Republican Mark Harris leads Democrat Dan McCready by five percentage points for North Carolina's 9th Congressional District, according to a new poll by the New York Times and Sienna College.
Harris was favored by 47 percent respondents while McCready was favored by 42 percent. Eleven percent of voters are undecided in the race for the seat, which stretches from Republican areas in south Charlotte and Union County to Fayetteville.
The seat is considered one of the Democrats' best opportunities to flip a seat held by the GOP. Harris narrowly defeated Robert Pittenger in the May primary.
Sienna College called more than 21,000 residents of the 9th District on cell phones and landlines. About 500 people responded to the poll, which has a margin of error of about 5 percentage points for both candidates.
The survey is part of a series of "live polls" the Times and Sienna College are conducting of swing congressional districts before the Nov. 6 election.
As the polls are being conducted, people can watch online as people respond or don't respond. The Times is also showing the geographic location of each McCready and Harris supporter, and the poll gives detailed information on who responded by age, race and gender.
This is the first public poll of the race since July when Survey USA showed McCready ahead by seven percentage points.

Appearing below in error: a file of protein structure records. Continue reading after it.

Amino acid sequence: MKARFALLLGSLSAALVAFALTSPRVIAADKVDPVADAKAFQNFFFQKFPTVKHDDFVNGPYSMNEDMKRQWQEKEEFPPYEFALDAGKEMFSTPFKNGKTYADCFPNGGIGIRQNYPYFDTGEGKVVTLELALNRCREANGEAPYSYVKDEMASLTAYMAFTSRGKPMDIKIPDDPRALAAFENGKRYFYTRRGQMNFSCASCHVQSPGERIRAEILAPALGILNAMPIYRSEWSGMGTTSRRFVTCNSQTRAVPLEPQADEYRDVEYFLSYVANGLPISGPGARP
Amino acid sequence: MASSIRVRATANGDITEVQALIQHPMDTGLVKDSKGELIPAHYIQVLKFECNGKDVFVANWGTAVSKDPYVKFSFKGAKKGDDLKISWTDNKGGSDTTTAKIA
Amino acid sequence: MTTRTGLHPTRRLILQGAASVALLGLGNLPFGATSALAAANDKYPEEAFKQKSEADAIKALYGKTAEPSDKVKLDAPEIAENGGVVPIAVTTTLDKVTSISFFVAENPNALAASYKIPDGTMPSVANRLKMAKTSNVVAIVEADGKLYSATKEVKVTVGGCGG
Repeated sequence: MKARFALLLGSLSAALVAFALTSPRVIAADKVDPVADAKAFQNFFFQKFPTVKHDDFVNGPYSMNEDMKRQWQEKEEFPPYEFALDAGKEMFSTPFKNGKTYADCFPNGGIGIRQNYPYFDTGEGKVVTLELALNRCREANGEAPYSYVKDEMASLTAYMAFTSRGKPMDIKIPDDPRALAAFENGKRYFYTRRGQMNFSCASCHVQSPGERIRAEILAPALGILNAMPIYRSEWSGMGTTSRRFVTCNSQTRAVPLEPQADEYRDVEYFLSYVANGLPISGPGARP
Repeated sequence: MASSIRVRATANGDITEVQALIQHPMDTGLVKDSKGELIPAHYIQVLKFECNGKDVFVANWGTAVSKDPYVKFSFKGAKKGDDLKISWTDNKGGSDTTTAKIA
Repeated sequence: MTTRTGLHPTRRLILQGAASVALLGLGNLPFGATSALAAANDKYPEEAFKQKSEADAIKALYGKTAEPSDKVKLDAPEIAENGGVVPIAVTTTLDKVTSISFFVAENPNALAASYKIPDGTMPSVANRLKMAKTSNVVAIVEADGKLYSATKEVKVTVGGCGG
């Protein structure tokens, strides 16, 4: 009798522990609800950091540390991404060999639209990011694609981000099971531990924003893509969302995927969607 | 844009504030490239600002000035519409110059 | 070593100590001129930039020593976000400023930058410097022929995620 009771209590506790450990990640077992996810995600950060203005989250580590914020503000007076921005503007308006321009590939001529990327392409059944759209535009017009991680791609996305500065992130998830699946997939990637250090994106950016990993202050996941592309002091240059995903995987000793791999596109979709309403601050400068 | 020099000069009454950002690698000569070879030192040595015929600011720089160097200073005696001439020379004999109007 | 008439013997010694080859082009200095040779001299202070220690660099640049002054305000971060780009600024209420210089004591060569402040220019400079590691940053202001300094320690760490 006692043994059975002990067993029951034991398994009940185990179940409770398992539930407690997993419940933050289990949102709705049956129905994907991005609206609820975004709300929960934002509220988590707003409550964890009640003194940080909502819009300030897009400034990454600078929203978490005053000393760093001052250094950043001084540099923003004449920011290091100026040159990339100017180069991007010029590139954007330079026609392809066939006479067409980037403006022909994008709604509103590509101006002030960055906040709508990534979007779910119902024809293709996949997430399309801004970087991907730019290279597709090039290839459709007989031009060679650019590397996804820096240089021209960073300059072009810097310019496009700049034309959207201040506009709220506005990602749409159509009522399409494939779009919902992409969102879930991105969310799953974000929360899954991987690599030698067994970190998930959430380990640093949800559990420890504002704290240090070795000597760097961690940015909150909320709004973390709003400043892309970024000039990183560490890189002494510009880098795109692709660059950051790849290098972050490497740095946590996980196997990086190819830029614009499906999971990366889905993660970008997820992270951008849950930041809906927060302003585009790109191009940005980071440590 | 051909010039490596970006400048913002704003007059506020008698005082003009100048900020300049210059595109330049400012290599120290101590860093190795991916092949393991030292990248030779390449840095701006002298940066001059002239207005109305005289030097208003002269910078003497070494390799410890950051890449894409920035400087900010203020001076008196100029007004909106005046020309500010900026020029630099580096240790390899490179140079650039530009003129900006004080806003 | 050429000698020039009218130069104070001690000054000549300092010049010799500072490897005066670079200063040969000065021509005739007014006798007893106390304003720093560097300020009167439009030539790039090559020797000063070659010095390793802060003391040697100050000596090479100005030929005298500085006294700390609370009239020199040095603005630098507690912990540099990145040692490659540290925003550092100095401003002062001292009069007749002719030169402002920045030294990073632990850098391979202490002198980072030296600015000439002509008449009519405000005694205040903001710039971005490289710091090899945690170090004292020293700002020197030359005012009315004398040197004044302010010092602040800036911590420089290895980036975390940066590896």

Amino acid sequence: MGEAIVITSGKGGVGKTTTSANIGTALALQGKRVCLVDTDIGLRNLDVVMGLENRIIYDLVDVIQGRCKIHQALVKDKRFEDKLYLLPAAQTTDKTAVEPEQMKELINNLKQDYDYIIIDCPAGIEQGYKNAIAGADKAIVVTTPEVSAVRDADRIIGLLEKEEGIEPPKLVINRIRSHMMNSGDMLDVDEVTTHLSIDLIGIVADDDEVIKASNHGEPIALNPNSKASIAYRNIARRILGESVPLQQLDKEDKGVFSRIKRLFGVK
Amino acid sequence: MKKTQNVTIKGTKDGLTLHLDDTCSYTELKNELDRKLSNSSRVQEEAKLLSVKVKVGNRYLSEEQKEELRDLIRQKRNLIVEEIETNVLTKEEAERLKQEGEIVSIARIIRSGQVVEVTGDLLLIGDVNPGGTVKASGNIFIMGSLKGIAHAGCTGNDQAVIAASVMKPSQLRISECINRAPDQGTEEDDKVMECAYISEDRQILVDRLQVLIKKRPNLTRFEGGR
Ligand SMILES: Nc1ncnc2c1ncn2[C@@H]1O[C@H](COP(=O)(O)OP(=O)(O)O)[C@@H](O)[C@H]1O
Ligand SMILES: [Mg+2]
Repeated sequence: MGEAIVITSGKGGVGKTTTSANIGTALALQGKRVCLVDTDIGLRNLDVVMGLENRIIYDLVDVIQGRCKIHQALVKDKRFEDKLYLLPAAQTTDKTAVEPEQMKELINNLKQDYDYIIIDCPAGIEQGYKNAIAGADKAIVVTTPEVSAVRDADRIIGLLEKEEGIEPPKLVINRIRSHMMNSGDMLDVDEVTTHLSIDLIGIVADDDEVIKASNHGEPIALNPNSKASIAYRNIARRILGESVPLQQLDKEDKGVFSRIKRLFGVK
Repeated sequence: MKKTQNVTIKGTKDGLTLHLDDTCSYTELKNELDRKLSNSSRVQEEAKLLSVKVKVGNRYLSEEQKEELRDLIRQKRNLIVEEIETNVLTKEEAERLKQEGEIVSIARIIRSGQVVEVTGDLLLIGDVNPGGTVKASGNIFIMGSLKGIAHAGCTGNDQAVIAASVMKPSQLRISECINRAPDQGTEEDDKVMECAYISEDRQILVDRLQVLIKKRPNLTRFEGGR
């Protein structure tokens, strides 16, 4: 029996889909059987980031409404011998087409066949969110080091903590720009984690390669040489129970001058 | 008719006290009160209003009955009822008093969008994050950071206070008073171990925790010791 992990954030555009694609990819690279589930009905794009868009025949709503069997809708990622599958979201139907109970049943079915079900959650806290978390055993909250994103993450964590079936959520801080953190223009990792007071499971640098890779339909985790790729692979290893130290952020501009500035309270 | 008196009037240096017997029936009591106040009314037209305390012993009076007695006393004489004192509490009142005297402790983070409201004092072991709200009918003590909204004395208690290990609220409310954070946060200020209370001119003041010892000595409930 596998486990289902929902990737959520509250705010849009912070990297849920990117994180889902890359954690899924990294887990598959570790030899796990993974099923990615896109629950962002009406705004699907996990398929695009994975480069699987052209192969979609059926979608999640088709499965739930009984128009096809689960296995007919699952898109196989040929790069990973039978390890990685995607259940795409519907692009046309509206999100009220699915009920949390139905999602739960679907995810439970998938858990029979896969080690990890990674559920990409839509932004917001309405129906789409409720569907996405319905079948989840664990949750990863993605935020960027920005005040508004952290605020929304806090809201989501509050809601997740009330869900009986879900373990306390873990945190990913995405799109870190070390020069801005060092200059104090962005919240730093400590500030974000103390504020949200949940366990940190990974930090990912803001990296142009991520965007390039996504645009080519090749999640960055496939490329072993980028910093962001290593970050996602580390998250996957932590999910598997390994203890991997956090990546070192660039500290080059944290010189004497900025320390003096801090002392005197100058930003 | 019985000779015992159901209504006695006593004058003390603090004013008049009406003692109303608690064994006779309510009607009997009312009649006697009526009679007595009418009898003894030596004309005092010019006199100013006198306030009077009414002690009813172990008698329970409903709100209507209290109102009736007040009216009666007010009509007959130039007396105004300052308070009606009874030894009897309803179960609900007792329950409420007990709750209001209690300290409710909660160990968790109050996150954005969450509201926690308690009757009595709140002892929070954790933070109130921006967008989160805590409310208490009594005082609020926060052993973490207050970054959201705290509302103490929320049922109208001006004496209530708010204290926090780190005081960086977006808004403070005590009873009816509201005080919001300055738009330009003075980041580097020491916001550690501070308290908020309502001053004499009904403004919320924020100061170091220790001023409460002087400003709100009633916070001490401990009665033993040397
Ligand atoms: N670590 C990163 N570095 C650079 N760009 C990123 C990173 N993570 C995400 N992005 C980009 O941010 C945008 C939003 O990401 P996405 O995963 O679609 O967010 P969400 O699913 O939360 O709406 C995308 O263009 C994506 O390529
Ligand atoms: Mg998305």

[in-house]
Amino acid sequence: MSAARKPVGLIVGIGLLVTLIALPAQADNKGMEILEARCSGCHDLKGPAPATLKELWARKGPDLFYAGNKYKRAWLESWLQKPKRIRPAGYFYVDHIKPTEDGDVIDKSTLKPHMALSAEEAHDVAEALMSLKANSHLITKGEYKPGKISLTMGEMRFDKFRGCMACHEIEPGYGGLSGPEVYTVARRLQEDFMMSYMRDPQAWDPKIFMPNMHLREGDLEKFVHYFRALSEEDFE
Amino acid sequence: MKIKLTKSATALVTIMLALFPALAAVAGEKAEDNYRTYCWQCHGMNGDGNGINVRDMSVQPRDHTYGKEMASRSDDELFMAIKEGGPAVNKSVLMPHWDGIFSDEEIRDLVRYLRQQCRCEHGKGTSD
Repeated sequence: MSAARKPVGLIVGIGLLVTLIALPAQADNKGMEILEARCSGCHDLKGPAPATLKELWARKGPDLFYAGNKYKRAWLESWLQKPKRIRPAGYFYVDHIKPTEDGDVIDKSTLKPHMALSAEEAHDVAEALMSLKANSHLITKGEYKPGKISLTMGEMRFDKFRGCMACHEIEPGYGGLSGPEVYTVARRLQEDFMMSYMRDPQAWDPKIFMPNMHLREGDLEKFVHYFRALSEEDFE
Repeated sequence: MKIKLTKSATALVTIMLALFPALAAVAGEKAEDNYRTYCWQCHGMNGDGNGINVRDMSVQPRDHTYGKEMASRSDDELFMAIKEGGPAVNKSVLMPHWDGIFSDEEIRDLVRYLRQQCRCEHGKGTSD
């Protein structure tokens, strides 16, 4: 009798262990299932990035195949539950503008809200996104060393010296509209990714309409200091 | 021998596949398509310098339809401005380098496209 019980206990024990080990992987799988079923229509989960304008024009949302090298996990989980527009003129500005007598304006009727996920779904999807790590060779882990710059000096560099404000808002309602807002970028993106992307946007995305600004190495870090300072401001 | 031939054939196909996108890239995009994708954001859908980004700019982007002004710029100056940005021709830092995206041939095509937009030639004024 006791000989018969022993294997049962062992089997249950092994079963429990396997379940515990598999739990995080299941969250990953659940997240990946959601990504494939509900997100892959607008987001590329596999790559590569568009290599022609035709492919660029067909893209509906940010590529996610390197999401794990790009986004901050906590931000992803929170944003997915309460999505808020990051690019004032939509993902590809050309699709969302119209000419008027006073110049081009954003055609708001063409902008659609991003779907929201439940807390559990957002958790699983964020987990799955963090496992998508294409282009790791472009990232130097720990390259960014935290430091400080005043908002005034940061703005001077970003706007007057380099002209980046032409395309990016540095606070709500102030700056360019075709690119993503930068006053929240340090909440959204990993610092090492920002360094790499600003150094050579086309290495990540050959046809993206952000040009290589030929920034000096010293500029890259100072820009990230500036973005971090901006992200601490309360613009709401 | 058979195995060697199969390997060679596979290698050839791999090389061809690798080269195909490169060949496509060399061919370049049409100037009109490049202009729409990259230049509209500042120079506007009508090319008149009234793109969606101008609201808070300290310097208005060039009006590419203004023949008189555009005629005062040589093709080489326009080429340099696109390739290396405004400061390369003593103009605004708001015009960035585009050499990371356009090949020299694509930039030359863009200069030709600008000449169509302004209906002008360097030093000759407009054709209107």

Don Levy, the director of Sienna College’s Research Institute, said he's surprised people have watched online as polls are conducted.
“The live polling is what it has provided, it seems to be this unquenchable thirst for immediate information and to see the score in a race in the same that we would track a basketball game," he said.
The Times and Sienna College are currently polling another competitive race in North Carolina, the 13th District, which stretches from Greensboro to Salisbury to Mooresville.
In that race, Republican Ted Budd, the incumbent, has 47 percent of the vote to Democrat Kathy Manning's 41 percent, as of Saturday morning.
Those numbers are based on respondents of 297 people, and Sienna College will continue polling the race until it gets 500 people who respond.